What’s most admirable about this picture is its duality and symmetry. At first glance the group seems disordered and convoluted like a whirlwind of figures, with each person looking in a different direction — exciting, in its own way, since it adds a three-dimensional quality to the painting. But through the use of line, you get to see these eight characters bonded by invisible chords in mutable pairs.
The Venus and Mars counterparts seem to be pulling in different directions, yet they’re the mirror-image of each other, insomuch as they are both seated and leaning towards their left with their heads tilted down. I think of this as such a beautiful metaphor for the differences amongst us which we find insurmountable when we’re essentially alike. It is the lack of a mirror, or self-reflection, that convinces us otherwise. And it is striking how much Campi insists on these apparent yin-yang opposites: man – woman, front – back, war – beauty, left – right. These differences charge the painting with an undeniable tension, yet they are sides of the same coin.
You cannot help but love how Campi constructed his composition. If you were to draw lines between each of the characters you would get a bouquet of parallel and diagonal lines revealing both similarities and contrasts between them. Part of me even wonders whether the artist intended to show this assortment of figures as a replica to the chess pieces, which also come in pairs. I say this because in French (fou) and Romanian (nebun) bishops are called “madmen”. The jester in the bottom right corner could play the madman role, just like the little girl on the left could pass for an allegorical pawn. I do not think that this was Campi’s intention, but this approach gives you a glimpse of the lively universe you can discover within a 64-square checkered board, with repercussions far beyond it.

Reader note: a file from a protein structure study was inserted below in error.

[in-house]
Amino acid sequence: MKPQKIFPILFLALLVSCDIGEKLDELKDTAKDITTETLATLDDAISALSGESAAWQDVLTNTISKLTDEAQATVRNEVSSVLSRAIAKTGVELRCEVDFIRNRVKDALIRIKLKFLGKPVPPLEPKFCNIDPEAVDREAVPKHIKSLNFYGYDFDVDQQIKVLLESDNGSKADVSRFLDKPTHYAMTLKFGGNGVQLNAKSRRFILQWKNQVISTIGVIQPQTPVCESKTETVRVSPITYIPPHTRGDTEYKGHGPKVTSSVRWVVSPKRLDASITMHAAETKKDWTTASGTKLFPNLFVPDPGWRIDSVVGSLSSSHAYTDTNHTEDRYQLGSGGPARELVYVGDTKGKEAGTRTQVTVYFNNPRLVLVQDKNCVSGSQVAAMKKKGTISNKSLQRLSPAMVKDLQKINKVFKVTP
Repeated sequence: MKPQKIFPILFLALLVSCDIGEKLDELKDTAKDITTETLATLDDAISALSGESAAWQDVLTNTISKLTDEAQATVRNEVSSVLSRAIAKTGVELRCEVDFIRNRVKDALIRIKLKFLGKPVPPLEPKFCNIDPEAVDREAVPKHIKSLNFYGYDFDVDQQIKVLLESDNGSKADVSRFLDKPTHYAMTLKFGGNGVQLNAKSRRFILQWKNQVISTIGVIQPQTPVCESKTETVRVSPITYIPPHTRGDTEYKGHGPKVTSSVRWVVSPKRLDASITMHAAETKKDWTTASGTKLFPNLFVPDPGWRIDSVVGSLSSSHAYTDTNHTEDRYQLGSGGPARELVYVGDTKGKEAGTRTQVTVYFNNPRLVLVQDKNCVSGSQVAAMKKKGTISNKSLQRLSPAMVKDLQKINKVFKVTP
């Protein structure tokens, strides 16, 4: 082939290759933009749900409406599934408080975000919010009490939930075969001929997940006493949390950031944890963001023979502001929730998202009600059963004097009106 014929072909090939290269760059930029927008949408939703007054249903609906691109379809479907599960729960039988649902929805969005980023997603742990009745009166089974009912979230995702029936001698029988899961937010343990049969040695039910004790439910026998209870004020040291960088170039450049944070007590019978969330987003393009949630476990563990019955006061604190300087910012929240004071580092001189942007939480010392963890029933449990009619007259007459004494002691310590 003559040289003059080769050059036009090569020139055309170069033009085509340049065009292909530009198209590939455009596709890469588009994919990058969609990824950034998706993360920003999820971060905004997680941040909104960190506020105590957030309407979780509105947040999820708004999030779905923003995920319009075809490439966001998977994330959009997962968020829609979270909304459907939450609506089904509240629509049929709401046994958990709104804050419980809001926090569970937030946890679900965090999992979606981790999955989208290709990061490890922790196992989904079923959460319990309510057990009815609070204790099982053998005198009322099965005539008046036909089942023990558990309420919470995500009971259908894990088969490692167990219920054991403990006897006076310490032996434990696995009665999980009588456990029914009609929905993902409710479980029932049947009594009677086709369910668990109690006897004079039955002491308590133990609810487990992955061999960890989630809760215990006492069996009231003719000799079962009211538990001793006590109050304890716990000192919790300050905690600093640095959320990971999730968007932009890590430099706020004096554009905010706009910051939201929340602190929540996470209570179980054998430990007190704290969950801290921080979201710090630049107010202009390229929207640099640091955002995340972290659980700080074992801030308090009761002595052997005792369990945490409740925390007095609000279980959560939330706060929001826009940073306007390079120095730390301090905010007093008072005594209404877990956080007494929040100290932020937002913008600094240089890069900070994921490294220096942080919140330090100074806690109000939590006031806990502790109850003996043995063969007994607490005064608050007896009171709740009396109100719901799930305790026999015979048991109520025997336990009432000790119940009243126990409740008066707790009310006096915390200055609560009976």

It seems that chess’s metaphorical potential is almost inexhaustible. There’s life, there’s comfort, there’s family, there’s love and then… there’s death. Who can forget the image of Death playing chess in Ingmar Bergman’s 1957 film The Seventh Seal?
When a disillusioned knight returns from a long crusade to his village decimated by plague, he meets Death along the way. As he tries to buy himself more time, the knight challenges Death to a game of chess. The stakes couldn’t be higher, for if he wins, he can go on living. It seems like an impossible wager, but this forestalling is successful in granting the man enough time to redeem himself through one last act of kindness and bring himself closer to finding the meaning of life, a meaning that is not beholden to God.
The inspiration for the film came from Albertus Pictor’s fifteenth-century mural Death Playing Chess. Above a man and a skeleton huddled around a chessboard, a now-faded ribbon used to carry the inscription “I checkmate thee”. A far cry from the chess love games played in France and Italy during the Middle Ages and the Renaissance, this chilling line aptly finds its cinematographic expression in Bergman’s film. You cannot change the rules of the game or escape a preordained defeat, but there is merit in playing at all, in trying to find meaning along the way. That goes for chess, as well.